"It is well known that genes interact with the environment, but scientists often don't understand how this works on the molecular level," Trainor said. "We wanted to find out more about how this interaction takes place in mice."
In one study, they looked at how day length interacted with two types of receptors in parts of the brain that affect aggression - estrogen receptor alpha and estrogen receptor beta. These receptors are like docking stations that send signals from the estrogen molecules into the cells.
One hypothesis had been that one type of receptor was important in winter-like short days, and the other receptor in summer-like long days - which could help begin to explain why estrogen could make mice more aggressive in winter, and less aggressive in summer.
To investigate whether this theory was true, Nelson and Trainor conducted an experiment in which they injected mice with an estrogen-like drug which attaches almost exclusively to estrogen receptor alpha, to see how it would affect aggression.
The results showed that the alpha receptor played a key role in increasing aggression in short days and decreasing aggression in long days.
"So the differences in how estrogen affected behavior in long days compared to short days could not be explained by the hormone using different receptors in different times of year," Trainor said.
So how did estrogen have opposite behavioral effects depending on seasonal light conditions?
The researchers generated another hypothesis by using microarrays, small chips that examine thousands of genes at a time to see which ones are active. They compared genes from mice living in winter-like short days with those living under longer day lengths. The results showed that certain genes associated with estrogen were more active in the long-day mice than in the short-day mice.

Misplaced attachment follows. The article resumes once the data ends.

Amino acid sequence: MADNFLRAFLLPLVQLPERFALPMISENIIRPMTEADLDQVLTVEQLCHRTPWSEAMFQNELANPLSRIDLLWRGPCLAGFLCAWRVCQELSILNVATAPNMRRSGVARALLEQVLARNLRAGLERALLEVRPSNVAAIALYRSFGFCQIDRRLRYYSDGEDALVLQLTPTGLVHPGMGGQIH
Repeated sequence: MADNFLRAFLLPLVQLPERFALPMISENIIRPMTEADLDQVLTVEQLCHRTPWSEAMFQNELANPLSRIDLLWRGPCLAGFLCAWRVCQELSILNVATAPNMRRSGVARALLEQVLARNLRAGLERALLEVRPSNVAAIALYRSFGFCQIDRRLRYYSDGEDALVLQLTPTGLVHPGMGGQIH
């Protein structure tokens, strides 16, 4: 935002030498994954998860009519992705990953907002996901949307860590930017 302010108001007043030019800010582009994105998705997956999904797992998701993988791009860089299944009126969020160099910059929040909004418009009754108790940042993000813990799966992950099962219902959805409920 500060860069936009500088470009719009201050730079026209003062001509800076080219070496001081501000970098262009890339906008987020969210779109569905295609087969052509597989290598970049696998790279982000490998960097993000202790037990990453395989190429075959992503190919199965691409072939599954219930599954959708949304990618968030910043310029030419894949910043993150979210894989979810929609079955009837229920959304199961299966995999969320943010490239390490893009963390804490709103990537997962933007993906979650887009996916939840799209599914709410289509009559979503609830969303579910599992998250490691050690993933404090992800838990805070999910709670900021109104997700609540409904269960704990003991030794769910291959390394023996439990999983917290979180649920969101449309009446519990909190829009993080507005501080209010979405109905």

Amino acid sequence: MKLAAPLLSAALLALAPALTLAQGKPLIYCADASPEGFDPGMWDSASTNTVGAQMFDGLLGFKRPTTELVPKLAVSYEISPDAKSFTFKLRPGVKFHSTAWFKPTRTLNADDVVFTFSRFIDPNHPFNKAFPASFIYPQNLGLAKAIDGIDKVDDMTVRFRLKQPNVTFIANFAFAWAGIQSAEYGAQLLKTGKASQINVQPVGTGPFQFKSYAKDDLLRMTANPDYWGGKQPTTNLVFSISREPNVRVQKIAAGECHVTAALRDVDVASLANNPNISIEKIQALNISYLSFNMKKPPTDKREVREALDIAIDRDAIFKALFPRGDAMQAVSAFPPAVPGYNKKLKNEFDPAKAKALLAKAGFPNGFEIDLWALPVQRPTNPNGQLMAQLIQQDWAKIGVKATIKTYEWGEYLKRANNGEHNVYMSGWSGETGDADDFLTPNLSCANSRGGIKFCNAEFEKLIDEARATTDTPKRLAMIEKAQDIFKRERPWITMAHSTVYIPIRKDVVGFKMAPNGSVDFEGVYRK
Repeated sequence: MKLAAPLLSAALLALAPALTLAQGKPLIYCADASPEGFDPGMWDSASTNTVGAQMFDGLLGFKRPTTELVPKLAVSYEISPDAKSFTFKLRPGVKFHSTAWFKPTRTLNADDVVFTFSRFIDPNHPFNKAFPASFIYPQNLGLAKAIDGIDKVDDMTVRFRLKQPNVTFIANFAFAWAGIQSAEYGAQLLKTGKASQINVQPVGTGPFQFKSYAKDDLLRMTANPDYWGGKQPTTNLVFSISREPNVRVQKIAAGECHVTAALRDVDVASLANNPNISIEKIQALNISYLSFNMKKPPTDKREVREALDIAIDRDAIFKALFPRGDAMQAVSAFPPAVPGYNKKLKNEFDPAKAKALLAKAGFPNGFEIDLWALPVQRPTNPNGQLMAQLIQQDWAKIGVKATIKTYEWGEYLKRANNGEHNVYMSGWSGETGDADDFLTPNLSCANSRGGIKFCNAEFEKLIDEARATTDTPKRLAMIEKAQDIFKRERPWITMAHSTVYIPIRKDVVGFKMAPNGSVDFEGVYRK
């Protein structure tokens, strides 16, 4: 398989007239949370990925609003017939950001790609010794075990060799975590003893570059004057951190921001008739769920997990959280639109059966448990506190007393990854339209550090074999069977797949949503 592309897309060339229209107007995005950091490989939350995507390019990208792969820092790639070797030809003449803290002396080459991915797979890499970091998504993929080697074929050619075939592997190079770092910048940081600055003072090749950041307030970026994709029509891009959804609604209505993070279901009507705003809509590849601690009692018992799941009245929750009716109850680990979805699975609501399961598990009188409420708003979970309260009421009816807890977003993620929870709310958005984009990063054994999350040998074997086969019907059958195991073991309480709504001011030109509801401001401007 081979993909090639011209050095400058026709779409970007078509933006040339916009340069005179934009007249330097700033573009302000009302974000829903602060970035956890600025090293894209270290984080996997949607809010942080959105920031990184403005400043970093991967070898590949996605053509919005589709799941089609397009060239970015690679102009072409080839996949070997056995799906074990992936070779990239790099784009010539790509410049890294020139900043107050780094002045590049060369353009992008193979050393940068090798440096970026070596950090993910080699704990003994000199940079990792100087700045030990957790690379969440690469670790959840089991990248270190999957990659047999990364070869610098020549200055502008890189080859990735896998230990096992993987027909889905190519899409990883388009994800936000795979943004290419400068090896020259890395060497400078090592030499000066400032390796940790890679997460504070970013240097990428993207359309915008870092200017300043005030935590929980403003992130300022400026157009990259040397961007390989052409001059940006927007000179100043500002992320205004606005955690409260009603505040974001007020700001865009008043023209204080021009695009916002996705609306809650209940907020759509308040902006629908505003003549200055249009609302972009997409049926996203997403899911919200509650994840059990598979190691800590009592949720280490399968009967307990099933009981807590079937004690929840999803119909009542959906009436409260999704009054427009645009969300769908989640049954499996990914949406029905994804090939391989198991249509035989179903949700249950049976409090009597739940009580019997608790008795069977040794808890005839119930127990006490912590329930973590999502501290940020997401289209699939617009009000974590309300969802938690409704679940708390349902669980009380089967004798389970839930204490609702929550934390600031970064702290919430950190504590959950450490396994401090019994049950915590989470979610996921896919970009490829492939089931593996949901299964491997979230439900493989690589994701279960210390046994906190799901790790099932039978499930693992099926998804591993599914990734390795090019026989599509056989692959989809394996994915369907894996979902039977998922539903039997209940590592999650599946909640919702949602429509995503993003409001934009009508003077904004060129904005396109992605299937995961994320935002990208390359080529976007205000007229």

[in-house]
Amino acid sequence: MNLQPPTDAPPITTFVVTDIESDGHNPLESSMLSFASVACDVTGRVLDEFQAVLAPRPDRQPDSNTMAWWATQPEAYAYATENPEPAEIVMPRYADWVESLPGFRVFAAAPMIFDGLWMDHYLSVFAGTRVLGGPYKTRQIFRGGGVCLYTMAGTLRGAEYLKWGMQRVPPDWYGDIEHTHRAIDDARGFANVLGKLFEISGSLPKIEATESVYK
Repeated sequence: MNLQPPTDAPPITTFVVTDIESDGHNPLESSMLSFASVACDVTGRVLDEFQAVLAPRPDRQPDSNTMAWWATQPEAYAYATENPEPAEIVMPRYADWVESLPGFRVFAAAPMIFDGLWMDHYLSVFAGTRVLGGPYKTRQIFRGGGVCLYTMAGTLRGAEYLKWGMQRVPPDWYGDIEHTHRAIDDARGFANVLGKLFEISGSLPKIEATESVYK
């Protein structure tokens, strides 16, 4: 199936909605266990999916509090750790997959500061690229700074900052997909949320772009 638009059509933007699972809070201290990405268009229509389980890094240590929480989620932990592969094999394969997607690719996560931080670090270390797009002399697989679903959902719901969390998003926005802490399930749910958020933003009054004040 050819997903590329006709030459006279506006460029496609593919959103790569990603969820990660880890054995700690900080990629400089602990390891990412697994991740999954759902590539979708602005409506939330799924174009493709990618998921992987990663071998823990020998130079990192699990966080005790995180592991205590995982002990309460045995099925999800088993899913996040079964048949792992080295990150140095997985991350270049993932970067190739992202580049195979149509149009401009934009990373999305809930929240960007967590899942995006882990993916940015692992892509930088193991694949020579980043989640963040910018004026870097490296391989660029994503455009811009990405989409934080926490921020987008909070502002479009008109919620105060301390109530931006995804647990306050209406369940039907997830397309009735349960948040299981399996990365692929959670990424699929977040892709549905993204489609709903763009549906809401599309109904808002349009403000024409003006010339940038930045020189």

That suggested estrogen works in mice living in long days through these specific genes, creating a genomic pathway leading to less aggressive behaviors, Trainor said.
The flip side of this finding is that estrogen increases aggression in short-day mice through different cellular mechanisms not involving genomic pathways.
While it would be difficult to test that hypothesis directly, neuroscientists know that when hormones work through genomic pathways, behavioral effects can take hours, days or even weeks to occur. But neuroscientists believe that when hormones send messages to cells outside of this gene-controlled network, behavior can change in minutes.
So in another study, the researchers injected short-day and long-day mice with estradiol, a type of estrogen. The findings showed that the injection increased aggression in mice in winter-like short days almost immediately. It had no noticeable immediate behavioral effect on the mice living in longer day lengths.
Overall, then, these studies showed estrogen increases aggression in short-day mice by working through non-genomic pathways in the brain, but the hormone decreases aggression in long-day mice through genomic pathways.
"In the vast majority of cases, hormones seem to affect behavior by working through genomic pathways, so it is always interesting when you find something different," Nelson said. "This seems to be one of those instances where estrogen is working in a different way in long-day mice. But there is a lot more work to be done on this."